The End of the Day  

By Lefkothea Beletsi

         The old man plodded through the night carrying the dead body of 
his dog.  He was frail and he staggered under the weight, but kept walking 
all the same.  There was no moon to guide him down the winding path to the 
sea, no flicker of light on a troubled sky that was frowning with impending 
storm, but then none was needed.  With practised care the man trudged 
along, avoiding the prickly bushes that fringed his way, his footsteps 
crunching on the soft ground, thick with brittle twigs and dried pine 
needles.  He found the noise comforting, that sharp repeated crackle of 
life holding its own against the stillness.
         He felt the throb of the sea before the heavy scent of resin gave 
way to the tang of the onshore breeze.  He was close now, but had not 
realised how close, when a sliver of moon peeked through the foliage 
overhead and everything around him trembled in a fitful silver glow.  A few 
more steps and he would have missed her, he would have failed her.  As 
always, the sight of her pale face framed with fiercely red hair, smoothed 
away his pain.  She sat on the swing he had made for her, one hand clasping 
the rope, the other resting protectively on the gentle bulge of her 
belly.  She barely smiled, but he could have sworn there was bright 
laughter in the depths of her eyes.
         "Sweetheart," he muttered, aching to share his grief, "Wolf is dead."
         As if those plain words had the potency of a magic spell, her 
image rippled into the amorphous darkness of the woods, but not before he 
saw her eyes, drained now of all emotion, assume the expressionless, vacant 
resignation that haunts the faces of the long-dead in old photographs.  And 
then, as suddenly as she had been summoned by his will to relive the past, 
she was gone.
         He cursed himself.  How could he have been so stupid?  She had 
never known Wolf, the sea had already taken her.  It was the element of 
time, the temporal perspective of inexorable fact stored away in caskets of 
treasured memories, that had so harshly exposed his fantasy for what it 
was, condemning him to acknowledge the present as his one and only version 
of reality.
         The man laid his lifeless friend down at the roots of the tree, 
careful, as he pulled himself up, not to brush against the rope that hung 
limply, frayed and discoloured by the breath of the sea.  He picked up the 
shovel he had left there the day before, when hope had surrendered to the 
anticipation of the inevitable.  The metal blade struck, bit into the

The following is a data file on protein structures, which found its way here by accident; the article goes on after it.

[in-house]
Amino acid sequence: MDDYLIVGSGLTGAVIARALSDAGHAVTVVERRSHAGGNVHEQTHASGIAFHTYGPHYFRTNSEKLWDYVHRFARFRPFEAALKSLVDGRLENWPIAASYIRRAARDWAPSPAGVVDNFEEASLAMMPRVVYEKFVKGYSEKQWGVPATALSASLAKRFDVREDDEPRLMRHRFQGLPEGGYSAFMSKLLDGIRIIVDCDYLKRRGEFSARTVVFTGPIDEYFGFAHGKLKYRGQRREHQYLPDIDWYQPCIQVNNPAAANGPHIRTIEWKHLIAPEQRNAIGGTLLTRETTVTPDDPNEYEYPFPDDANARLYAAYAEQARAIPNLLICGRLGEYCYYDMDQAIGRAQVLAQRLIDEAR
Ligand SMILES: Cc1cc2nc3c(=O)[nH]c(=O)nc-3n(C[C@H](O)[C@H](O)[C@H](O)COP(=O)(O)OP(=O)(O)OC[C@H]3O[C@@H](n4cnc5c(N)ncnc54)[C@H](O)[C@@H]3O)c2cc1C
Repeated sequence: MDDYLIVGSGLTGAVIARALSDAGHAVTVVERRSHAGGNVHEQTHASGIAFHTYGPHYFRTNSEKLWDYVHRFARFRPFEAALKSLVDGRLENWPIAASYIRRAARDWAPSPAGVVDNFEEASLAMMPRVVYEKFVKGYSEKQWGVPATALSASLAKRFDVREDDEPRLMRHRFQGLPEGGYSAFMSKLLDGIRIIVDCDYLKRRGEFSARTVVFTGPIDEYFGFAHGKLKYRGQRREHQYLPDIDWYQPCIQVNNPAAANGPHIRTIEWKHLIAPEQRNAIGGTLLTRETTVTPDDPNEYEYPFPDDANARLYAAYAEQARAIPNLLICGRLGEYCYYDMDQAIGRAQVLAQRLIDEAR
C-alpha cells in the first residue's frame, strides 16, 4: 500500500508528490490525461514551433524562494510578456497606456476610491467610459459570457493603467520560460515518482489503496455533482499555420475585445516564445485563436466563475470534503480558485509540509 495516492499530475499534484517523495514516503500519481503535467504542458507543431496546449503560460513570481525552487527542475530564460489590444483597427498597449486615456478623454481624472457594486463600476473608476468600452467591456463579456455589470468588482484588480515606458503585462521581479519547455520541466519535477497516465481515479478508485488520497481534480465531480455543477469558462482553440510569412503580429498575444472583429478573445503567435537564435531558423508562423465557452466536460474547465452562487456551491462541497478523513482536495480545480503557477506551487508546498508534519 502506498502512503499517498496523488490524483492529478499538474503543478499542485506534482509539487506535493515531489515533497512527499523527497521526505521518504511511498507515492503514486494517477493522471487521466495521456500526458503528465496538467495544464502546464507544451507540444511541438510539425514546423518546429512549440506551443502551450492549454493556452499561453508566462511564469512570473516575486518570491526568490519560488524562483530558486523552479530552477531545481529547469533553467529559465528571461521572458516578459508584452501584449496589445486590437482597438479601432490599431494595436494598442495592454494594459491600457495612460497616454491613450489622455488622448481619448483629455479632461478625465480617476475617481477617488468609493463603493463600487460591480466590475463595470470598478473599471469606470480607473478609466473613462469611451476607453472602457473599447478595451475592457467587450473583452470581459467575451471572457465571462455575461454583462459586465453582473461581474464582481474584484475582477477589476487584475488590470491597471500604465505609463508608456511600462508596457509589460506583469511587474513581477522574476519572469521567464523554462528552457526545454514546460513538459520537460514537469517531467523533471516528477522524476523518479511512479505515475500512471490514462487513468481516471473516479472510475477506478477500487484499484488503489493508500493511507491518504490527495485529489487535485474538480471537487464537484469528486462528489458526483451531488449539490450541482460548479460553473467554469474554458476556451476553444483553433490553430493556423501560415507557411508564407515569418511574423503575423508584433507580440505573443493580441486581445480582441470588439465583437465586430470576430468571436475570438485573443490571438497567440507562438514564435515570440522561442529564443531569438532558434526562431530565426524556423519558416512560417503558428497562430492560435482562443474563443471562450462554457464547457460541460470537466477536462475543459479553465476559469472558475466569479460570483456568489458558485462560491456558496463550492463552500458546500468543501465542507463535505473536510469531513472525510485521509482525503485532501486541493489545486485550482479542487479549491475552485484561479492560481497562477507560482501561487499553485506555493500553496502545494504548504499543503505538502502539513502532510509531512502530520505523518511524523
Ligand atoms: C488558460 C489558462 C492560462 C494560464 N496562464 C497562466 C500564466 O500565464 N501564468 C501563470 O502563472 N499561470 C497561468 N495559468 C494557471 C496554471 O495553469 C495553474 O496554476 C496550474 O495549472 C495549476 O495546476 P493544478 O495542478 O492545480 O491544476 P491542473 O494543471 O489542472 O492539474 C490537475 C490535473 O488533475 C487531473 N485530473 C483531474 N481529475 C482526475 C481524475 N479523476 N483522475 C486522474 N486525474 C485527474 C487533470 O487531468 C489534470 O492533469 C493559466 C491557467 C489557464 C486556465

earth.  And the earth opened up, avid to receive the offering.
         Thunder boomed in the distance and a gust of wind breathed life 
into the night.  The man kept digging, aware of the swirl of associations 
that approached him, embraced him, possessed him.  The soft murmur of the 
waves rose to a groan that engulfed his agony as he was stabbed by the 
memory of her face, its pallor smudged by the bruises of drowning.
         On that same shore, where he had mourned for a newborn love and an 
unborn one, just a few feet away from where he stood and toiled, close on 
twenty years ago, he had found a new friend, or rather, a friend had found 
him.  The abandoned puppy, drenched and shivering with cold and fright, had 
come up to him and eyed him with lugubrious expectation.  A tangle of 
seaweed had covered one side of its head, right down to the eye, and for an 
instant the man, letting his sense of whimsy slip through a crack of his 
apathy, had pictured it as a pirate's eye-patch.
         "You are quite a sea-wolf, aren't you?" he had chuckled.  And had 
welcomed the creature in his life, so that he would not have to be alone again.
         He was done now.  He placed a pine cone on the inconspicuous mound 
of earth to mark closure.
         "Fetch," he whispered.
         When the first thick drops fell, he was standing there still.
         Resolutely, the old man walked down the shore, towards the 
summoning waves.

Lefkothea Beletsi was born in the shadow of the Acropolis in Athens, Greece. She holds a BA in Classical Philology & General Linguistics from the University of Athens. She recently moved to the US. Lefkothea writes short stories, poetry, and screenplays

Contact Lefkothea Beletsi at:

March 28, 2002
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